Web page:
Then, 425, Sparta again invaded Attica — for the fifth time in six years. The Athenian navy had its success. It subdued a fleet of enemy ships at Navarino Bay (on the southwest coast of Peloponnesian Peninsula) and cut off a battalion of Spartans there. Feeling pressured by this setback, Sparta promised Athens peace and requested an armistice — without having consulted its allies. Cleon again appeared tough. He rejected Sparta's offer. He wanted to wait for Sparta's unconditional surrender. The Athenians took 292 Spartan captives back to Athens as hostages and warned Sparta that they would kill these hostages if Sparta again invaded Attica.

Believing that Sparta had been neutralized, Cleon sent a land force against Sparta's allies in Boeotia (a region neighboring Attica to the north). It was the only major use of land forces by Athens in the war, and the Boeotians defeated them. The sign of weakness that Cleon wanted to avoid was now apparent to allies of Athens on the Chalcidice Peninsula (including the city of Scione). These cities resented the increase in tribute that Athens was demanding of them. Cleon convinced an assembly to allow him to lead a force against rebellions that erupted in Chalcidice. Some of the rebellions were put down, but on the way to the city of Amphipolis Cleon's bravado failed him. He was killed and his army defeated.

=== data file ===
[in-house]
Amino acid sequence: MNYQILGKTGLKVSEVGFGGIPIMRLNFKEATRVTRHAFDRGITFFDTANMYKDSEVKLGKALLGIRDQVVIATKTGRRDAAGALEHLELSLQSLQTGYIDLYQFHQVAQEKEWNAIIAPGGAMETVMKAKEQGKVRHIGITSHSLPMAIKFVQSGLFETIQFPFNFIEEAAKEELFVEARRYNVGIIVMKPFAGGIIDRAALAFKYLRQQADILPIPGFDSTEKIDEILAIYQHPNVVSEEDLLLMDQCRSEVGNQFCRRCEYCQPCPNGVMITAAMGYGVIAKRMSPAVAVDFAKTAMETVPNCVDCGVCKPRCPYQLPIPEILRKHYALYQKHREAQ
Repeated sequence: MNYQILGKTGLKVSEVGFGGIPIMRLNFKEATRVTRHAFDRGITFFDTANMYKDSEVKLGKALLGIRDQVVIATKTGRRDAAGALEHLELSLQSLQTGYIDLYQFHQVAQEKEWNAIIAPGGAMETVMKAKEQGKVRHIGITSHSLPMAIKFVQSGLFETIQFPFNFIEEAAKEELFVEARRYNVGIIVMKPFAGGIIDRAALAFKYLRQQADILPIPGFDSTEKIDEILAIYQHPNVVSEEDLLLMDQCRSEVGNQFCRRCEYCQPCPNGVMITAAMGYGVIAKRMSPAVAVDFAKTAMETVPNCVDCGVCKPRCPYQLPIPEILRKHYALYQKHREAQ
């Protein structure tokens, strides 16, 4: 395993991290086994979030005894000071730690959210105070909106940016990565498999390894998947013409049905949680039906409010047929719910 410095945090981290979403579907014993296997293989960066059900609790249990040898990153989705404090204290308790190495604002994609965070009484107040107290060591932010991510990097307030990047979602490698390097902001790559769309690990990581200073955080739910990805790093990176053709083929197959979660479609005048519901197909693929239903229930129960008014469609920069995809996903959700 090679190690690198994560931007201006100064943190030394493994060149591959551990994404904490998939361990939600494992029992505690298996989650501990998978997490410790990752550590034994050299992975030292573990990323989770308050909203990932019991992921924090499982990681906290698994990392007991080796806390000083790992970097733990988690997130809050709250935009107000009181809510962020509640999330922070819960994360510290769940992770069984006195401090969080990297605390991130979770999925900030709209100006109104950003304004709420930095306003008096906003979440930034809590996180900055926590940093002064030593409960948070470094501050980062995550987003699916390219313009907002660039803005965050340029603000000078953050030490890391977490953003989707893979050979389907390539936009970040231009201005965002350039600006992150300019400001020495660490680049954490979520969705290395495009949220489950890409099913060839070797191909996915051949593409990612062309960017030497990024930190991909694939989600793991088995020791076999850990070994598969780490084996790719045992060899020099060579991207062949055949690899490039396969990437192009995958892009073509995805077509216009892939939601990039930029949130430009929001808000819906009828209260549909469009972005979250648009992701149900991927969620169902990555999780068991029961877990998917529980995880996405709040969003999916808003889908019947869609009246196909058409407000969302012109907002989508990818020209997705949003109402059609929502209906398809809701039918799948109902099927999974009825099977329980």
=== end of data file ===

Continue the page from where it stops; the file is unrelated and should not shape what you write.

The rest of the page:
Sparta wanted its hostages back. The new leader in Athens wanted peace, and in 421 Athens signed a peace treaty that included a return of prisoners and captured lands. In Athens, rejoicing erupted inspired by the weariness of war. The Athenian playwright Euripides wrote with enthusiasm in one of his plays: "Down with my spear! Let it be covered with spider webs!"

Allies of Sparta, namely Megara, Corinth, and Elis, refused to sign the peace treaty. Sparta responded by offering Athens an alliance in addition to peace, pledging that it would be an ally of Athens for fifty years. Athens accepted, and the two city-states pledged to defend each other, including Athens helping Sparta should its slaves revolt.

But Athens screwed it up. It again employed force against rebellion by a city that was a member of its empire. That was Scione (a city on the western-most finger of the Chalcidice Peninsula). Athens killed all of that city's adult males and made slaves of its women and children. It was one of the more notorious events of the war, and as Diodotus had argued in his debate against Cleon, such action brought no advantage to Athens. Other cities that wished to be free of Athenian rule responded to Athenian cruelty at Scione with a greater determination to win their independence.